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Canadian Doctor Danielle Martin on single-payer healthcare

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Dr Danielle Martin on Socialized Healthcare

Margaret Thatcher once said, “The trouble with socialism is that eventually you run out of other people’s money.” This premise rings true for socialized medicine, described by most pundits as “single-payer healthcare.” The economic burden it would create if it ever came to be in America would be devastating.

That’s not the only problem. The immediate impact of socialized medicine is that it makes it extremely difficult to get medical care that doesn’t fall into the category of “life threatening.” When healthcare is free, people tend to get as much as they can whenever they can. There’s an appeal to something being “free” that drives people. The result is that everyone tries to get every bit of free healthcare they can which causes a shortage of available slots to provide the procedures.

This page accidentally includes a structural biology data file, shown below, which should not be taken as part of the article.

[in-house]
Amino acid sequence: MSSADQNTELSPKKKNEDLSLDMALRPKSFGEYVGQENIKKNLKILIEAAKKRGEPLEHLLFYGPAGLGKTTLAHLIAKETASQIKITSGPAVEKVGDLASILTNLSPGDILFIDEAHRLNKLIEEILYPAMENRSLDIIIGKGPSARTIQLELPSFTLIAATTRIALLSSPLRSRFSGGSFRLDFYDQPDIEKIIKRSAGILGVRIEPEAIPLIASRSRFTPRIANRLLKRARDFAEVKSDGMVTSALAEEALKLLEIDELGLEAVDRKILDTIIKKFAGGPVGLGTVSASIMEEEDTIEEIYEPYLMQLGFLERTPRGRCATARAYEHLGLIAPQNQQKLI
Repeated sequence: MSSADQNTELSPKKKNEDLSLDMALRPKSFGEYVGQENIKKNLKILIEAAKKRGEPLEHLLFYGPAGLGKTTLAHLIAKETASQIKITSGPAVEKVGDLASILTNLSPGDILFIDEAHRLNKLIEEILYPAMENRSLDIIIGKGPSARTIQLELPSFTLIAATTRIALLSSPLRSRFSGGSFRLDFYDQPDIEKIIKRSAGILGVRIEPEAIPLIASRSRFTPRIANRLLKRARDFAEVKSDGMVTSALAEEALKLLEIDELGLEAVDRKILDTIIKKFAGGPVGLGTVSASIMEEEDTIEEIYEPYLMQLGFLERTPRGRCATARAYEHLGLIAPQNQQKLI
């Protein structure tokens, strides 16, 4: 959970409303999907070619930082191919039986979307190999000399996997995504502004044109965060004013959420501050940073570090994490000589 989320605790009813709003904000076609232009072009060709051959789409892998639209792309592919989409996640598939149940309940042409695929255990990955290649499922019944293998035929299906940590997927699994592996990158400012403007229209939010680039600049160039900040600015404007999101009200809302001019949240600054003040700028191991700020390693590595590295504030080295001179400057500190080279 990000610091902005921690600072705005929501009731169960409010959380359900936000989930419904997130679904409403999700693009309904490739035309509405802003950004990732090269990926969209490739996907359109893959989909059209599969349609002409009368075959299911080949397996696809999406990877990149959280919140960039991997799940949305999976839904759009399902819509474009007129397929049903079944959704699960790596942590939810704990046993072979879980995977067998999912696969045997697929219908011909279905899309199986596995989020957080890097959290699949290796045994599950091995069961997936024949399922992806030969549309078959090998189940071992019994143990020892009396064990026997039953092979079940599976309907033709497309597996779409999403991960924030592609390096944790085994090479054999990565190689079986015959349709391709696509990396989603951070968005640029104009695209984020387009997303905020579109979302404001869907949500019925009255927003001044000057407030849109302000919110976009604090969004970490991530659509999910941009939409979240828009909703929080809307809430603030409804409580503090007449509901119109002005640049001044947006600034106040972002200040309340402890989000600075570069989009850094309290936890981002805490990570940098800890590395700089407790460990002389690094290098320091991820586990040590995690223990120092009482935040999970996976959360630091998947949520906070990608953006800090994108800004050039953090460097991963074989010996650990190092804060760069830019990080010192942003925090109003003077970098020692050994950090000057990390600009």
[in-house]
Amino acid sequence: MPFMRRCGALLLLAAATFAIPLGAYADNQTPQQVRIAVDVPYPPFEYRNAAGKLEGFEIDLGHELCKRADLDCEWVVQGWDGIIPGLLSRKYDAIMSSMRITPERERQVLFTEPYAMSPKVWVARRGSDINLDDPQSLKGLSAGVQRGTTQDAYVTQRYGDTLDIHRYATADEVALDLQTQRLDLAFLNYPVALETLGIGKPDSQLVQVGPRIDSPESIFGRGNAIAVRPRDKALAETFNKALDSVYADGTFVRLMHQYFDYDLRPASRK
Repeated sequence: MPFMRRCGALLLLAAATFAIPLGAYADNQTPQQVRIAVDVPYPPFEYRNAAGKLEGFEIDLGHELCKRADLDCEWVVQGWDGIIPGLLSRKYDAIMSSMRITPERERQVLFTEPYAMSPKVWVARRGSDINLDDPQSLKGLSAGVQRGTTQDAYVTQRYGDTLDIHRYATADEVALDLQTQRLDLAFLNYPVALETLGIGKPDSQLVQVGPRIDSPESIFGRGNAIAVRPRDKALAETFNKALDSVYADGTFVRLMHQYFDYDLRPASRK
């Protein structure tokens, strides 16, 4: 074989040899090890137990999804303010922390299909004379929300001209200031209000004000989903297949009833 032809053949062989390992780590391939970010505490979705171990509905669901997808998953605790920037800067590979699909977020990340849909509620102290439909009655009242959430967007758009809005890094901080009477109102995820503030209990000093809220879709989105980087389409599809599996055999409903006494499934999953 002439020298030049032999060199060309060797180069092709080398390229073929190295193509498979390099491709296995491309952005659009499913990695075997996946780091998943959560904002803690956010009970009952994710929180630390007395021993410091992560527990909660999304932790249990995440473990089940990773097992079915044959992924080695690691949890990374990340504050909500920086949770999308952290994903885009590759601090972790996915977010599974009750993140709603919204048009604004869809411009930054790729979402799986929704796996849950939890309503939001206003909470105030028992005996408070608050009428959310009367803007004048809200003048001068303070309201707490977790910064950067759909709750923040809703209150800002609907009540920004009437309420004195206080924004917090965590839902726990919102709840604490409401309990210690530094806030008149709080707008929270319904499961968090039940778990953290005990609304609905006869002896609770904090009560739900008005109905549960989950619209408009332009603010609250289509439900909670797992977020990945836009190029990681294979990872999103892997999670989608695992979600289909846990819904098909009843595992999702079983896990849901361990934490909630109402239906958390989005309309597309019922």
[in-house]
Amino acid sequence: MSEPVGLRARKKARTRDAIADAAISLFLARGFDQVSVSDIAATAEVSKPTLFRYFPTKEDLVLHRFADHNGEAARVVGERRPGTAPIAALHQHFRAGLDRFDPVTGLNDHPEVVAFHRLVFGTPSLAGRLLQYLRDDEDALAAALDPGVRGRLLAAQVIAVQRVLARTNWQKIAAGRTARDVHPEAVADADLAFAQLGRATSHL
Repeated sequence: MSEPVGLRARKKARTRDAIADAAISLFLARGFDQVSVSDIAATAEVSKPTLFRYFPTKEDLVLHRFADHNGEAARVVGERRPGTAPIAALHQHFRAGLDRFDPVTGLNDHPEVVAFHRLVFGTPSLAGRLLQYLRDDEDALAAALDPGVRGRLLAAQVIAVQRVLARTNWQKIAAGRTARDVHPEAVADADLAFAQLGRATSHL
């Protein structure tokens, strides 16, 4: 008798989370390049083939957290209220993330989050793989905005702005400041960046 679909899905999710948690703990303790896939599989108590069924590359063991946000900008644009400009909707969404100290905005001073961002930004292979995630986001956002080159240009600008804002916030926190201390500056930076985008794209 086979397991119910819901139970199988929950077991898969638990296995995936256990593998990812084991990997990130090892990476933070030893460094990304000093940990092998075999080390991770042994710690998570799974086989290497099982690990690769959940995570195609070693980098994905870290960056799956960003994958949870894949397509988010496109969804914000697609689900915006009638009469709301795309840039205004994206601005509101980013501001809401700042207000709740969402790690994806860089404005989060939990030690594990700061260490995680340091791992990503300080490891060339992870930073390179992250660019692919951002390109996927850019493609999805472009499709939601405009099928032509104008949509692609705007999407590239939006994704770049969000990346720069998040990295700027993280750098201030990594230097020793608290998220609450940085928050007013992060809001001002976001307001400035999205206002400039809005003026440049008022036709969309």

If that sounds good to you, tell that to the person who’s stuck waiting for hip replacement surgery for a year or more.

Senator Bernie Sanders, the mastermind behind the current push for single-payer by the Democrats, had Dr. Danielle Martin on his show. She cheered the positive benefits, but she had to admit to one of the major flaws in such a system. The answer earned her a permanent place in our Quotes archive.

“If I have a patient who’s got migraines and I need advice about how to manage it, they might wait several months to see a neurologist for a non-urgent problem like that. Or non-urgent surgeries,  he classic example being a hip or a knee replacement.”

Source: Politistick

  • Dr Danielle Martin on Socialized Healthcare

  • Dr Danielle Martin on Socialized Healthcare

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1 Comment

1 Comment

  1. Glen Walters

    September 19, 2017 at 12:17 am